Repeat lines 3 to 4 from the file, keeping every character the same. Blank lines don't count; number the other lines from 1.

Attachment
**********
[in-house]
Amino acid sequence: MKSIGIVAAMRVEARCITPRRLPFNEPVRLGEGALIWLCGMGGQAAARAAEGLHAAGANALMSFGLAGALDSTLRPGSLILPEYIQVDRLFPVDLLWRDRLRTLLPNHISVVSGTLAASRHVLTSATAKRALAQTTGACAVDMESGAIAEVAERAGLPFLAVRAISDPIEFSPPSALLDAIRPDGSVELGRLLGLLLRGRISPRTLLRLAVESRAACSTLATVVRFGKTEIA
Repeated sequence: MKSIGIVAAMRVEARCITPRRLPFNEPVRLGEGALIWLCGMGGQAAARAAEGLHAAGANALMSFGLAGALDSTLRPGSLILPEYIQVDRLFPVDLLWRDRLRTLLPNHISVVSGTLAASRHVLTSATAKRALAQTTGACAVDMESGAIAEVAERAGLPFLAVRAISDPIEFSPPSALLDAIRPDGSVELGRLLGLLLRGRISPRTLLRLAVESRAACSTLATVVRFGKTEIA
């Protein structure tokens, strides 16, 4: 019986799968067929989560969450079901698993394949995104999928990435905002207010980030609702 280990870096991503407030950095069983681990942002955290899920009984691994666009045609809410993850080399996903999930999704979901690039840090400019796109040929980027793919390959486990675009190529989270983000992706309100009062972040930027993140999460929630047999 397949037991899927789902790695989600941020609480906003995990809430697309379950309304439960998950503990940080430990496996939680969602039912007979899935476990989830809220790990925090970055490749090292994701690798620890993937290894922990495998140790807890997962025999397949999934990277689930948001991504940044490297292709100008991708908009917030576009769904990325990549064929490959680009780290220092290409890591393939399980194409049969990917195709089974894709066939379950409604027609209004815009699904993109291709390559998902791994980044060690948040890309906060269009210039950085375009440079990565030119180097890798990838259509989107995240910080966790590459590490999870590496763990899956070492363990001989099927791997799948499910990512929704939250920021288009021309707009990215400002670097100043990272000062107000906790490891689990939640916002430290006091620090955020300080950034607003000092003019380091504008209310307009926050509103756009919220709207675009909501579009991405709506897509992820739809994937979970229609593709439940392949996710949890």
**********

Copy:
Repeated sequence: MKSIGIVAAMRVEARCITPRRLPFNEPVRLGEGALIWLCGMGGQAAARAAEGLHAAGANALMSFGLAGALDSTLRPGSLILPEYIQVDRLFPVDLLWRDRLRTLLPNHISVVSGTLAASRHVLTSATAKRALAQTTGACAVDMESGAIAEVAERAGLPFLAVRAISDPIEFSPPSALLDAIRPDGSVELGRLLGLLLRGRISPRTLLRLAVESRAACSTLATVVRFGKTEIA
């Protein structure tokens, strides 16, 4: 019986799968067929989560969450079901698993394949995104999928990435905002207010980030609702 280990870096991503407030950095069983681990942002955290899920009984691994666009045609809410993850080399996903999930999704979901690039840090400019796109040929980027793919390959486990675009190529989270983000992706309100009062972040930027993140999460929630047999 397949037991899927789902790695989600941020609480906003995990809430697309379950309304439960998950503990940080430990496996939680969602039912007979899935476990989830809220790990925090970055490749090292994701690798620890993937290894922990495998140790807890997962025999397949999934990277689930948001991504940044490297292709100008991708908009917030576009769904990325990549064929490959680009780290220092290409890591393939399980194409049969990917195709089974894709066939379950409604027609209004815009699904993109291709390559998902791994980044060690948040890309906060269009210039950085375009440079990565030119180097890798990838259509989107995240910080966790590459590490999870590496763990899956070492363990001989099927791997799948499910990512929704939250920021288009021309707009990215400002670097100043990272000062107000906790490891689990939640916002430290006091620090955020300080950034607003000092003019380091504008209310307009926050509103756009919220709207675009909501579009991405709506897509992820739809994937979970229609593709439940392949996710949890």